I'm reposting something I wrote on my personal blog two years ago. I can laugh about it now that I don't feel the need to visit the guidance counselor's office anymore. The answer to my question was so obvious--had been obvious for years if I had taken the time to see--but apparently I had my blinders on. Or my rose-colored glasses. Or my peril-detecting sunglasses. One of them, at any rate.
The question of what I want to be when I grow up is plaguing me again. Sometimes I think I want to be like Mrs. Murray in A Wrinkle in Time by Madeleine L'Engle---a brilliant scientist with a lab in the barn, cooking stew over a bunsen burner. But then I feel too old to go in that direction, not smart enough to be able to pick up and retain that scientific knowledge quickly enough, and not balanced enough to do it all gracefully. Inevitably, I would poison my family with an accidental slip of something into the stew. So I'm back to wondering what I have to contribute to the world.
When I was in kindergarten, I wanted to be an astronaut (post-Apollo 13, pre-Challenger Shuttle). When I was in elementary school, I didn't know what I wanted to be, but my teachers told my mom at conference time that they were all betting on various vocations for me (research, law, medicine, education, marine biology) [Marine biology??].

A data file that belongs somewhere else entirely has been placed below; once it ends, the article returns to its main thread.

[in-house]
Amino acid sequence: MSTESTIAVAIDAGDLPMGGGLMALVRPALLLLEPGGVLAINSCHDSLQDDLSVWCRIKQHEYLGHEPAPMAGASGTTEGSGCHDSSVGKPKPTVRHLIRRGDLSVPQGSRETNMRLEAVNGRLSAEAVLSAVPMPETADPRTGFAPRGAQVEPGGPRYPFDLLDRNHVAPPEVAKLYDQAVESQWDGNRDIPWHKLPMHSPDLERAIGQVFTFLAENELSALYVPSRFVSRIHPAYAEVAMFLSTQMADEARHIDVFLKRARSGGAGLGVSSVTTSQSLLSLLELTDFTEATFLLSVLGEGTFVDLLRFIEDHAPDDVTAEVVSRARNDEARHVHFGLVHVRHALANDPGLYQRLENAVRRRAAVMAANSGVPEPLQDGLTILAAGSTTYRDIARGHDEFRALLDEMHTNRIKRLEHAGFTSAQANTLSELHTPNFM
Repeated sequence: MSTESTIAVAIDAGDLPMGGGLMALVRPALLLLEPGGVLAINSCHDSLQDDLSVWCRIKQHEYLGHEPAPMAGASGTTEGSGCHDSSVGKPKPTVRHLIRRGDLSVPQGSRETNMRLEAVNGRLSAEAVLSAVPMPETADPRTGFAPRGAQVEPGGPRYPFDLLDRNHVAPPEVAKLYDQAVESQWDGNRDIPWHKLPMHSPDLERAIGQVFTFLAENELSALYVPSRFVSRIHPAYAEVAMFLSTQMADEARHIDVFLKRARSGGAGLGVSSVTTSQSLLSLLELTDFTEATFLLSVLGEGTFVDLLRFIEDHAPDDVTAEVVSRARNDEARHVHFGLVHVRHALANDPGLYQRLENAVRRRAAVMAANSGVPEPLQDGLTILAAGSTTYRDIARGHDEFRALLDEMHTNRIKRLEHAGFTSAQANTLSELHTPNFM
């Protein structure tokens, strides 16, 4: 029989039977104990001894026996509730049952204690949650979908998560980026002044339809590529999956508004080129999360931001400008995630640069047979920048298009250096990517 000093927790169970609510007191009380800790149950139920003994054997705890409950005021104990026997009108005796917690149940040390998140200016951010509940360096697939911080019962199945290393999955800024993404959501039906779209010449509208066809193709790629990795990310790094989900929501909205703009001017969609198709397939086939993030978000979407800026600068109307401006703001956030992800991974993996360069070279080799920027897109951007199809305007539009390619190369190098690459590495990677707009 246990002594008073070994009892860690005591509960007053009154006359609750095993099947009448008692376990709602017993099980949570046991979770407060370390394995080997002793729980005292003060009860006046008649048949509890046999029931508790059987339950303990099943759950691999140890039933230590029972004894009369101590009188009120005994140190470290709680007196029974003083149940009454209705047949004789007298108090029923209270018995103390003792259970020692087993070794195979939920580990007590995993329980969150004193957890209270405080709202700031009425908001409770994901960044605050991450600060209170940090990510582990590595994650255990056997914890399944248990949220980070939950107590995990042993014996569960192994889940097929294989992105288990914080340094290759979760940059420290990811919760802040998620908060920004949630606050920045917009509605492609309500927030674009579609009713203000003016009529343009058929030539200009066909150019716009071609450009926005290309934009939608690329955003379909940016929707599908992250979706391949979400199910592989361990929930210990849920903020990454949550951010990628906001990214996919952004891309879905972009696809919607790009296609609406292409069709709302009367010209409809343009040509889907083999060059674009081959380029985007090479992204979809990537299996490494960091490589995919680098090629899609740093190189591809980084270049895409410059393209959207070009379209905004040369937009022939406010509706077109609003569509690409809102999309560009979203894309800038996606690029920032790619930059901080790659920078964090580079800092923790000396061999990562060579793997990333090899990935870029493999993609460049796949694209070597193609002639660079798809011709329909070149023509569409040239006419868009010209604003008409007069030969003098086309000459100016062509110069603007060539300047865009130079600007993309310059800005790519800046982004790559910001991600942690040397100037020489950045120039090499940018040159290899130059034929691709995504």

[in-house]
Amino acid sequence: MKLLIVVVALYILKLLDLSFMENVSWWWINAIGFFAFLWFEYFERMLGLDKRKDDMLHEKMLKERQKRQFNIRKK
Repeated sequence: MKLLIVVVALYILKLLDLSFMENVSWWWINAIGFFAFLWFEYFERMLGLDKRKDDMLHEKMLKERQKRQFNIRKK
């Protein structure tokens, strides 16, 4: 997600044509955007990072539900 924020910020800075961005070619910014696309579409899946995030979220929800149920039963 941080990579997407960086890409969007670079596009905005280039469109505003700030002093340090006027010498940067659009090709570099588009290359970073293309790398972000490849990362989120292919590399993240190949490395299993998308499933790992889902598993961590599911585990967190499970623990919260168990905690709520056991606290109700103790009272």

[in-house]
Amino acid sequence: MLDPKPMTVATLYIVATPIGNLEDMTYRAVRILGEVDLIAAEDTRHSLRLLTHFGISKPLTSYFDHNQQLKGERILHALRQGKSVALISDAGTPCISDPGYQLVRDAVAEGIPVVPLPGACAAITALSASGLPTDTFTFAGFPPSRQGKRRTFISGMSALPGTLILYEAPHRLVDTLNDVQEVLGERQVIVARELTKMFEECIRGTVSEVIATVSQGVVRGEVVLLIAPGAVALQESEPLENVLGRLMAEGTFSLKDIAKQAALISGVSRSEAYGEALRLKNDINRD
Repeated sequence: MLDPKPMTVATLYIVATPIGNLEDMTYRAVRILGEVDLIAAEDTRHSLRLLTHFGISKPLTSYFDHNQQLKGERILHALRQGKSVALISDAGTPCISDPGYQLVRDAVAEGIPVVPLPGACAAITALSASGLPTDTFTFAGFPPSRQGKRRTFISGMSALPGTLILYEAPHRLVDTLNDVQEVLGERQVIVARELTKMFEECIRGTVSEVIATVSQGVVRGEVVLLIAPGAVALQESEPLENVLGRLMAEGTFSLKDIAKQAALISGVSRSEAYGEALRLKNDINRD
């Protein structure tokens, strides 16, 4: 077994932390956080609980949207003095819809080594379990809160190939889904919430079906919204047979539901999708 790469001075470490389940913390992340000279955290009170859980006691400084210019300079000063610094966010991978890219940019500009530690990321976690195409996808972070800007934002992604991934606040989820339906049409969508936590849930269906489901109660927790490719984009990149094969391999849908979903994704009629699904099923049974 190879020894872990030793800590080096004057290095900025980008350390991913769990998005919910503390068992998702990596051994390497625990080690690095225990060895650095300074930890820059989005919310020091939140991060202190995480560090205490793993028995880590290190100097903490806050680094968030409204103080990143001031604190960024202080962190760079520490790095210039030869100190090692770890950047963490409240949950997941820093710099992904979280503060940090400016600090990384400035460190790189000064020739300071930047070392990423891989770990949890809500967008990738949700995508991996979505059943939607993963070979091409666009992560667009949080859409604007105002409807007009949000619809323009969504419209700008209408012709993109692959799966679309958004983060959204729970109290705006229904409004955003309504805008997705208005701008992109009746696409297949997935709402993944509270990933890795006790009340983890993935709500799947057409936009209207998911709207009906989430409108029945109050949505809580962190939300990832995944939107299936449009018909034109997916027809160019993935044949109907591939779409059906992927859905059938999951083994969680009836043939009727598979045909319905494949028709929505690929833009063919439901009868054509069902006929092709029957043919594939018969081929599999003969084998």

In high school, I wanted to be an art teacher. In college, I realized that I didn't really want to be an art teacher, but I didn't know what I wanted to be (other than a mother), so I simply got educated, without getting any particularly useful knowledge (i.e., modern dance, English, Italian, art, art history...). Eventually, I decided on becoming an editor. I had grand ideas of living in Boston, working for a children's publishing house. By the time I finished grad school, I decided that I really should have become an art teacher. C'est la vie.
When I was finally employed as a college writing instructor, I remember several days of frustration with certain students. I would come home and vigorously chop carrots and wonder why I never went to cooking school.
In the past several years, every time I see the Rockettes, I regret that I never auditioned, but then I get some consolation by reminding myself that I'm several inches too short to have been seriously considered.
So here I am, still years away from entering the work force again, wondering what to do with my life.
Well, I'm wondering no more. Four months remain until I receive another degree, this one an MFA in Writing for Children and Young Adults from Vermont College of Fine Arts. This one is a great deal more meaningful to me--and there will be no accidental poisonings from simmering stew over bunsen burners.